If your rabbit has watery, non-pellet stools that don’t clear up after feeding them just hay and water for a day, then a trip to the vets is necessary. If the diarrhoea is more severe and is accompanied by your rabbit looking out-of-sorts, then a vet trip is required sooner. There are dozens of potential causes - you need a vet to identify the problem.


Flystrike occurs in the summer and is a very dangerous condition that can even be fatal. If your rabbit’s rear end isn’t kept clean during this season, flies will see it as an ideal place to lay their eggs. Within a day of the eggs being laid, the larvae will hatch and burrow into the rabbit. This is extremely painful for the rabbit and they will unfortunately have to be put to sleep by a vet. Making sure that both your rabbit and their enclosure are clean, and making sure that the rabbit’s diet isn’t too rich are ways of preventing this ailment.

Water is vital to general rabbit health
Water is vital to general rabbit health

Hair Loss

There are a number of possible reasons that your rabbit is losing hair, from over-grooming to a mite infestation. Take a good look at the bald patches, if there is any white or brown material, or if your rabbit is scratching a lot, it is most likely mites. Another potential cause is that a fellow rabbit is doing a bit more grooming than is necessary. If you suspect that this may be the case, observe your rabbits to find out.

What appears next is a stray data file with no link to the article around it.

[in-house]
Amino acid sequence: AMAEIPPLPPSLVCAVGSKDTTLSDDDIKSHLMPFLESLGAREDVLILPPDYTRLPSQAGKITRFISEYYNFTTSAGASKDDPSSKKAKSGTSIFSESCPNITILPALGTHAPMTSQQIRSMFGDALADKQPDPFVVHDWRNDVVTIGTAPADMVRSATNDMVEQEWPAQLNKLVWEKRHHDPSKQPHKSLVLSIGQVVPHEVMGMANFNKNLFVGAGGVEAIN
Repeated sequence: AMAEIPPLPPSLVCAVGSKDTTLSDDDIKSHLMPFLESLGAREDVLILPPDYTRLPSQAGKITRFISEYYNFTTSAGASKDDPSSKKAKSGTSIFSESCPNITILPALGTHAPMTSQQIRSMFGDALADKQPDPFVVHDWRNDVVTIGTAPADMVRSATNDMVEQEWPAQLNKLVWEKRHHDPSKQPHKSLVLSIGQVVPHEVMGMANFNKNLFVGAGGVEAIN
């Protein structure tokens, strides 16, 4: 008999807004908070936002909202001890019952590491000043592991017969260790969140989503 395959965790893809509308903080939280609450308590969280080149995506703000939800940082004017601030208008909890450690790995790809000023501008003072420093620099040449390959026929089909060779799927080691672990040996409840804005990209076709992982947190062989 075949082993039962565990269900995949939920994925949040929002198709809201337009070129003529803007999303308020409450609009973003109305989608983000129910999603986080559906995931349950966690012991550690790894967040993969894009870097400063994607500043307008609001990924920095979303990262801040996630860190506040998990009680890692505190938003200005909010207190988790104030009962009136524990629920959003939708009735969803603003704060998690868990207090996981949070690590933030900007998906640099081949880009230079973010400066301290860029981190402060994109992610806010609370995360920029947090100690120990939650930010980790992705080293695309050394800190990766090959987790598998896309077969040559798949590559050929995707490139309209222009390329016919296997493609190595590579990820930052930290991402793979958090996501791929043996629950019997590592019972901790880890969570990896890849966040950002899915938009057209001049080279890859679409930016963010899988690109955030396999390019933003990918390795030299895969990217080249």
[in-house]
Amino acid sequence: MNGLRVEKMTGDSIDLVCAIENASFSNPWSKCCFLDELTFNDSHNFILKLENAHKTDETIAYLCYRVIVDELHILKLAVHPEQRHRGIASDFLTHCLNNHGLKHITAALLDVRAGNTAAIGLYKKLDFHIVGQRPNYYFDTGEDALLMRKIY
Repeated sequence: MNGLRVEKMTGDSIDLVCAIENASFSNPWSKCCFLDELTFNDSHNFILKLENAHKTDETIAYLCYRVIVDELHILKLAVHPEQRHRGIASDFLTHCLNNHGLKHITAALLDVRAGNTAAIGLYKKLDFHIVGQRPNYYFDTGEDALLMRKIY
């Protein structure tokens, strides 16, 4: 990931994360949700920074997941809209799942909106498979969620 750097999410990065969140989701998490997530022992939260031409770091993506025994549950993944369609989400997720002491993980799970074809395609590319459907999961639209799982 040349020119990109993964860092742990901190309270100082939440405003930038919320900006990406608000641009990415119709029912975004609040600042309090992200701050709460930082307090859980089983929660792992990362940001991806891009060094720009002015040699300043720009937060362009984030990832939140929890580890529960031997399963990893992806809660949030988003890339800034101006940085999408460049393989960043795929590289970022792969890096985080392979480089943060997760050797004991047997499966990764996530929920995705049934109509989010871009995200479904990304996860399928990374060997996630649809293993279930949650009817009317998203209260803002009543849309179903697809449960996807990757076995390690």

If your rabbit is lying down and hyperventilating, and it’s very warm, then it may be suffering from heatstroke. If this is the case, move your rabbit into a shady and cool place and try wiping them down with a damp towel. If this doesn’t seem to alleviate anything, a trip to the vet may be in order.


Less severe injuries such as small cuts and nicks can be treated at home. If your rabbit has somehow managed to injure itself a bit more severely, a vet will need to treat the wound.


Myxomatosis (also sometimes simply called “Myxi”) is a virus that was originally introduced by humans in Australia in a bid to control the feral rabbit population. If you have ever come across a wild rabbit that has swollen eyes and doesn’t run away from you, chances are it has myxomatosis.

Myxomatosis is spread by insects and through contact with another carrier. Because of this the disease can travel long distances without being detected. Nowadays it is present in all parts of the world. Keeping your rabbit’s enclosure clean is a good way of minimising the chances of your bunnies coming down with it, as it will keep away insects which could potentially be carrying the disease.

It is strongly advised that you vaccinate your rabbits against myxomatosis, as there is no cure for it and infected rabbits can either be put down or face a long and painful death. Vaccination is quick and relatively cheap, usually around $30 per rabbit.

Overgrown teeth

Just like almost every other rodent, a rabbit’s teeth never stop growing. Instead they need to be able to wear them down regularly to keep them at a normal length. Signs that your rabbit may have overgrown teeth are that they stop eating and may dribble and have sores around their mouth. A vet will be able to wear down their teeth if needs be.